“What are you doing to me?”

“You are going for a little swim.”

We know that we should do something. That we should try to stop them somehow. But the woman and her baby are shrieking and the men look furious and dangerous and maybe, we think, a “swim” is not the worse thing that can happen.

They drag her to the edge and Beryl has stopped struggling. Thank God, I think, that she doesn’t look back over her shoulder at us. I want to hide—but I have to watch. Beryl begins yelling, “Let me go! I’ll jump myself! I’ll do it myself!” One of them gets her heel in his foot and he lets go of her in pain and disgust.

“Jump yourself, you fat hag!”

The entire bar is lined up at the water’s edge, pressed against the railing. They watch as Beryl steps up, removes her shoes and hangs the tips of her toes over the rim. She then throws her arms out to her sides, thrust sher chest forward and flings her head back. For a moment, the moonlight splashes into the pond on her chest, slides up her arched neck and makes her look like a pale swan. And then Beryl gives a little jump and she bounces. Beryl bounces and then she flies, wings outstretched, like a shimmering trout in midair. Her body suddenly bends and she changes direction, her arms pulled over her head like an arrow and her chubby feet pointed, like an infant ballerina. And then she enters the water like a spoon dropped into a tall glass. There is hardly a splash.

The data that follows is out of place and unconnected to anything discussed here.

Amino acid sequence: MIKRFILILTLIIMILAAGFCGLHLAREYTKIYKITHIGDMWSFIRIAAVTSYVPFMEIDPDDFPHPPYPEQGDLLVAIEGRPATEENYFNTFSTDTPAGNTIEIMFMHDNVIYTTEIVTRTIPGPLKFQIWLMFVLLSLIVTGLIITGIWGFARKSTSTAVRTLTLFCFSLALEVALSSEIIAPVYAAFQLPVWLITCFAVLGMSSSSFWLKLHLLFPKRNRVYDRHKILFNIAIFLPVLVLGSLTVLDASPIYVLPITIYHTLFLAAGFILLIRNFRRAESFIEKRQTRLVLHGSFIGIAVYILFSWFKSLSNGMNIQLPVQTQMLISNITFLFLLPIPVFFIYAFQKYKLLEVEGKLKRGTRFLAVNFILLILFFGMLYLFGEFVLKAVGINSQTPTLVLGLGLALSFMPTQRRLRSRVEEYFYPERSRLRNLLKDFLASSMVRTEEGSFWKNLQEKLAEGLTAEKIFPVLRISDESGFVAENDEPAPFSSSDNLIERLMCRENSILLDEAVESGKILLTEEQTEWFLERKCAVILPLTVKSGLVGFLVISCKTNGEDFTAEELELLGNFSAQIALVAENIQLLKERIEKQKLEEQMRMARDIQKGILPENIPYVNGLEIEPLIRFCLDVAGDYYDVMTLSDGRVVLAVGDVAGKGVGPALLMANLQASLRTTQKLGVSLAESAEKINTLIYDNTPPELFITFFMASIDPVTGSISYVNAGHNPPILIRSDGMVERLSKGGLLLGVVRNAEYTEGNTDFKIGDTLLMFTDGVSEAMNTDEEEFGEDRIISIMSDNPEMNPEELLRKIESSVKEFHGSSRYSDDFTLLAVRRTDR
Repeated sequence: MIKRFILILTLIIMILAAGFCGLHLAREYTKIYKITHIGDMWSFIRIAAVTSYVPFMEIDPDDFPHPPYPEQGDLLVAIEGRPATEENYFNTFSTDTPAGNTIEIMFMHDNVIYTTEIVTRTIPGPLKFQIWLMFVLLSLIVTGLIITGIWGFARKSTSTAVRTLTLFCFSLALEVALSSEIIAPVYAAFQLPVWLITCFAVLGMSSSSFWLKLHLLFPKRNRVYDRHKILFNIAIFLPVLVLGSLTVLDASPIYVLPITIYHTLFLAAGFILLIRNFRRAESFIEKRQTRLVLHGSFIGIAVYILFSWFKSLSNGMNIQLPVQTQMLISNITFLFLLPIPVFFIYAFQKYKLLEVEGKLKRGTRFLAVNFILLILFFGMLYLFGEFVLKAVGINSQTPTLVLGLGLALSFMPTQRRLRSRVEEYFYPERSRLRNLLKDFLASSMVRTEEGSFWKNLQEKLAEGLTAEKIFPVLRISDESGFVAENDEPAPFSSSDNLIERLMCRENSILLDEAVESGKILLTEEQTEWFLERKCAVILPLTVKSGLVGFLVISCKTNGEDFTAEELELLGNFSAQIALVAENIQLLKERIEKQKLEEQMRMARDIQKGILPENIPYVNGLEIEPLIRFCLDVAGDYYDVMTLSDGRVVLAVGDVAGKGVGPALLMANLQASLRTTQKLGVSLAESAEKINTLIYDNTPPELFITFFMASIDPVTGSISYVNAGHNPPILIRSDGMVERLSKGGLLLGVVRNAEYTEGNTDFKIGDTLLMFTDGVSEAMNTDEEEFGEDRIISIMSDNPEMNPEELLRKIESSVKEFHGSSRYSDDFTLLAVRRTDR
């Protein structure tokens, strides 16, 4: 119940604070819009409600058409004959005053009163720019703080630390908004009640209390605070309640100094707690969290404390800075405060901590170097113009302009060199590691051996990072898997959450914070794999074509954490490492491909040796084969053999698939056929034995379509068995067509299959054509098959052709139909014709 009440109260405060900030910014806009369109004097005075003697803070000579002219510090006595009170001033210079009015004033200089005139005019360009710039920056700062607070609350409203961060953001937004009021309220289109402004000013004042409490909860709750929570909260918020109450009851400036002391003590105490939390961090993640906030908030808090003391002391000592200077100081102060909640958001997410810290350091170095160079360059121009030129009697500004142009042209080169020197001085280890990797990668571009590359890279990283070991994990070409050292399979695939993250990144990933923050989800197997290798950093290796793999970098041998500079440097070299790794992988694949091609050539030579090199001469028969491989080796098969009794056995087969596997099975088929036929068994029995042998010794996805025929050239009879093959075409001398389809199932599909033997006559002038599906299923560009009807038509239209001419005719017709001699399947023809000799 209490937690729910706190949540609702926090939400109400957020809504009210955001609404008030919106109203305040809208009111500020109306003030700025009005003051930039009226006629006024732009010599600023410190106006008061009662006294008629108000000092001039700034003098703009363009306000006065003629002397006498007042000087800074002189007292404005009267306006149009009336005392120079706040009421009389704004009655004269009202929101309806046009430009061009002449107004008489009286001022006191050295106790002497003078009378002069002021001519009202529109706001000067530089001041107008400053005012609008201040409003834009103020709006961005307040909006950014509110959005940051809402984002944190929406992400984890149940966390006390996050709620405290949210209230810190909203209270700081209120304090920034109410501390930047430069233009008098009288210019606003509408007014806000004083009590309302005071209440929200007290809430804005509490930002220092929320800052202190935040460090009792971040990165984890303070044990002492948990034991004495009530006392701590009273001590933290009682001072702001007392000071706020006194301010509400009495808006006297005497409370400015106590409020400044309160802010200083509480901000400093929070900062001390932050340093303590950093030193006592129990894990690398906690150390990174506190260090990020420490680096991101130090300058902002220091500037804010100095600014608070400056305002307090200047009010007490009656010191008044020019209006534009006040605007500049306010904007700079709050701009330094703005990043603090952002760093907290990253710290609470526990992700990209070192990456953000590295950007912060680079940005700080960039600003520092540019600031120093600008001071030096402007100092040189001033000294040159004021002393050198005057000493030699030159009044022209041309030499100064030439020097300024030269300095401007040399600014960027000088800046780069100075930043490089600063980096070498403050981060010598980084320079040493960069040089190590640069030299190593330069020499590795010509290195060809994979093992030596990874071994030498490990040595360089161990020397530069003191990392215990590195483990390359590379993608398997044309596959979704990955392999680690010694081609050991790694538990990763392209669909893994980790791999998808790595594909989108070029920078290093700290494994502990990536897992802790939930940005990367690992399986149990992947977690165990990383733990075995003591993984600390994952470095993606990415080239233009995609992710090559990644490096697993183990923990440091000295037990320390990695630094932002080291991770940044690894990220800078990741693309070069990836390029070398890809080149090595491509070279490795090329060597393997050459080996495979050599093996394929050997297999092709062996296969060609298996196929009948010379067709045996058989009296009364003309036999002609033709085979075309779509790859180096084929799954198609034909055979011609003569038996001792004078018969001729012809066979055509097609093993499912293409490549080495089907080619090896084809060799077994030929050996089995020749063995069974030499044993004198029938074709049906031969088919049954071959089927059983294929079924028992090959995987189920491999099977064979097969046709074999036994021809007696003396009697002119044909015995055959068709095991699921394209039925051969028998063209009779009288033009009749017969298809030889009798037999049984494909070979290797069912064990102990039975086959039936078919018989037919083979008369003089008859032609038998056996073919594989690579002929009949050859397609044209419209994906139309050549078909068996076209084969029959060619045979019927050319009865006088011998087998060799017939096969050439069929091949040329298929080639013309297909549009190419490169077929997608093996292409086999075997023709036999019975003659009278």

When Beryl’s head appears, the entire bar audience breaks into applause. They hoot and holler and several men rush to the edge to help her up. Her top is pasted to her chest and the weight of the water drags one shoulder down and somebody whistles and she slaps high-fives and winks at strangers. Her shoes are in one hand and a drink is in another. The drinks keep coming to her, as offerings, one after another. She glistens like a wet otter, playing in the waves of smiling faces. She laughs too loud. She is loved.

A native of New Jersey, Maria now resides in Athens, Greece where she runs a small business. She a is a private writer and a public dancer. She is happy to be here.